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ARS Home » Plains Area » Fargo, North Dakota » Edward T. Schafer Agricultural Research Center » Sunflower and Plant Biology Research » Research » Publications at this Location » Publication #387547

Research Project: Biology of Weed-Crop Interactions to Improve Weed Management Strategies in Northern Agro-ecosystems

Location: Sunflower and Plant Biology Research

Title: Genetic loci associated with freezing tolerance in a European rapeseed (Brassica napus L.) diversity panel identified by genome-wide association mapping

item Chao, Wun
item LI, XUEHUI - North Dakota State University
item Horvath, David
item Anderson, James

Submitted to: Plant Direct
Publication Type: Peer Reviewed Journal
Publication Acceptance Date: 4/7/2022
Publication Date: 5/25/2022
Citation: Chao, W.S., Li, X., Horvath, D.P., Anderson, J.V. 2022. Genetic loci associated with freezing tolerance in a European rapeseed (Brassica napus L.) diversity panel identified by genome-wide association mapping. Plant Direct. 6(5):e405.

Interpretive Summary: Canola is an important oilseed crop contributing to the global demand for oil production. Although winter canola generally produces greater yields than spring canola, the range of winter canola is limited by its inability to withstand the winter conditions experienced in many regions of the northern U.S. Improving winter hardiness in canola requires knowledge of the many genes that control this trait. Using a genetics approach, we located 14 regions on eight chromosomes of a primarily northern European winter rapeseed population that are associated with freezing tolerance. The numerous genes within these regions could be potential resources for improving freezing tolerance. This knowledge should allow breeders to start integrating freezing tolerance traits into elite breeding lines of both winter- and spring-types of canola, and to increase canola production in the U.S.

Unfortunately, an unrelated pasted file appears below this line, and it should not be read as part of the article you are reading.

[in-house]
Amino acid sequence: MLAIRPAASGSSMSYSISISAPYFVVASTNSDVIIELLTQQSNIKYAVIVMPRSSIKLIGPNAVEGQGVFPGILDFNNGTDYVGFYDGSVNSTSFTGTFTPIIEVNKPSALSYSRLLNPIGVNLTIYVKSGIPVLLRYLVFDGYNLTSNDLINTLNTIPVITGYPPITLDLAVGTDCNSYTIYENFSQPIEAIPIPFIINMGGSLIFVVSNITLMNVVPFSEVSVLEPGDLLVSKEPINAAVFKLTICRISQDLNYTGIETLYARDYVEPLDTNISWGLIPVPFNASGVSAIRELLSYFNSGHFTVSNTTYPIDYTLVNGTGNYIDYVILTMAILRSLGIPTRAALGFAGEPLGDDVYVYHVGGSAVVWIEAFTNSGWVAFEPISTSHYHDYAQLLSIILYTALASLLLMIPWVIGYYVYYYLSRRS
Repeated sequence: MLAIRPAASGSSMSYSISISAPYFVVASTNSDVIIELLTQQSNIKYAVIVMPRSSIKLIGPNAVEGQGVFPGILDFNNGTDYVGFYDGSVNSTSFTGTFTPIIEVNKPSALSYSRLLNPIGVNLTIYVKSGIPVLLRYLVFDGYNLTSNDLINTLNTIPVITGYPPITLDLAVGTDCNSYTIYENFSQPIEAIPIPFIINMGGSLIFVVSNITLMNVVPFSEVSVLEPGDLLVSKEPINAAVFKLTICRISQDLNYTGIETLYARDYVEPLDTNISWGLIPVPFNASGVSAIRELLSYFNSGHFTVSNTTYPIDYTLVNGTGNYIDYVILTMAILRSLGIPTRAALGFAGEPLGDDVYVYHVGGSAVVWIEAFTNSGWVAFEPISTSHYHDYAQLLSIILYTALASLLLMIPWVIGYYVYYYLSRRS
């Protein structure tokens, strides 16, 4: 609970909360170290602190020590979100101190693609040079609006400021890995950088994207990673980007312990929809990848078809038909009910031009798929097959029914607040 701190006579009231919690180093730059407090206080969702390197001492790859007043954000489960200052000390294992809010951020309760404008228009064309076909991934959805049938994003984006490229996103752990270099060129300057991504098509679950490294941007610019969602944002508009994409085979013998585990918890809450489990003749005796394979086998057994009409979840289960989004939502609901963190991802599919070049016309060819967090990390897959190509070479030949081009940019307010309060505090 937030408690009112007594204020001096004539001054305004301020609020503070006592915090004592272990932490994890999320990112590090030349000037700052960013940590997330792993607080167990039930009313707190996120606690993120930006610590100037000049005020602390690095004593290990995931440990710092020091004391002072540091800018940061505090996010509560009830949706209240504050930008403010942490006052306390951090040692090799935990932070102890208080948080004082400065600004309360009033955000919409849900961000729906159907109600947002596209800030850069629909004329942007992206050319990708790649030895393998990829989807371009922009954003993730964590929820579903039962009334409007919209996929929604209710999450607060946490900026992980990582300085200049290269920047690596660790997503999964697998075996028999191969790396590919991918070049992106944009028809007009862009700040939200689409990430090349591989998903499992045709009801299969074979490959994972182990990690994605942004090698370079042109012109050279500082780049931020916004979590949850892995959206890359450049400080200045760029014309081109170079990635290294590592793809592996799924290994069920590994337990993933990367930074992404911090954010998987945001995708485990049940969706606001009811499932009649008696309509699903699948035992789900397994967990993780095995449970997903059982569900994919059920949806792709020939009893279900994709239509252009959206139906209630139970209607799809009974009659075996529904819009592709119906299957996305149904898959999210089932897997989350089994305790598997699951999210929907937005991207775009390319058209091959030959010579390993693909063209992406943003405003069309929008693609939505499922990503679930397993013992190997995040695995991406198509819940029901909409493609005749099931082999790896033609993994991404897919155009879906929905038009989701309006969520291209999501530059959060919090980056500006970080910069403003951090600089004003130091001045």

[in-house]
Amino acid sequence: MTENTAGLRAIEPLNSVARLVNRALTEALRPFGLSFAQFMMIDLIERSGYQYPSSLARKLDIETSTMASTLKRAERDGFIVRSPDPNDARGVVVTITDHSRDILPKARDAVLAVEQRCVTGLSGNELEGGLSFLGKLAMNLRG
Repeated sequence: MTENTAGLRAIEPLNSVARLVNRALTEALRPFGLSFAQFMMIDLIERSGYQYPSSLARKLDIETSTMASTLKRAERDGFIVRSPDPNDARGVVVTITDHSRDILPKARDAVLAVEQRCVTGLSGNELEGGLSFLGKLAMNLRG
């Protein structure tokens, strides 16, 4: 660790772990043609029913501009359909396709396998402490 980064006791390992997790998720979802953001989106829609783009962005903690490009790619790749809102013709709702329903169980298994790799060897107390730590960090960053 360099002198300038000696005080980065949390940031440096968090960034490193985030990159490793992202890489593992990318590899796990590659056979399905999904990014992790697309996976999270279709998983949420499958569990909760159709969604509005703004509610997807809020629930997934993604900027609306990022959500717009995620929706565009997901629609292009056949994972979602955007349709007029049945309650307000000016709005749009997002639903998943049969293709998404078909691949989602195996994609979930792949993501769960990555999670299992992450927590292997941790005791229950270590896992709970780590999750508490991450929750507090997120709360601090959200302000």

Technical Abstract: Winter biotypes of rapeseed (Brassica napus L.) require a vernalization treatment to enter the reproductive phase and generally produce greater yields than spring rapeseed. To identify genetic loci associated with freezing tolerance in rapeseed, we first conducted genotyping-by-sequencing (GBS) on a diversity panel consisting of 222 rapeseed accessions originating primarily from Europe, which identified 69,554 high quality single-nucleotide polymorphisms (SNPs). The genotyped diversity panel was then phenotyped for freezing survival (visual damage and Fv/Fo and Fv/Fm) after two months of cold acclimation (5 °C) and a freezing treatment (-15 °C for 4 hr). The genotypic and phenotypic data for each accession in the rapeseed diversity panel was then used to conduct a genome-wide association study (GWAS). Model-based cluster analysis suggested that there were eight subgroups. GWAS results showed that fourteen significant markers were mapped to seven chromosomes for the phenotypes scored. Twenty-four candidate genes located within the mapped loci were identified as previously associated with lipid, photosynthesis, flowering, ubiquitination, and cytochrome P450 in rapeseed or other plant species.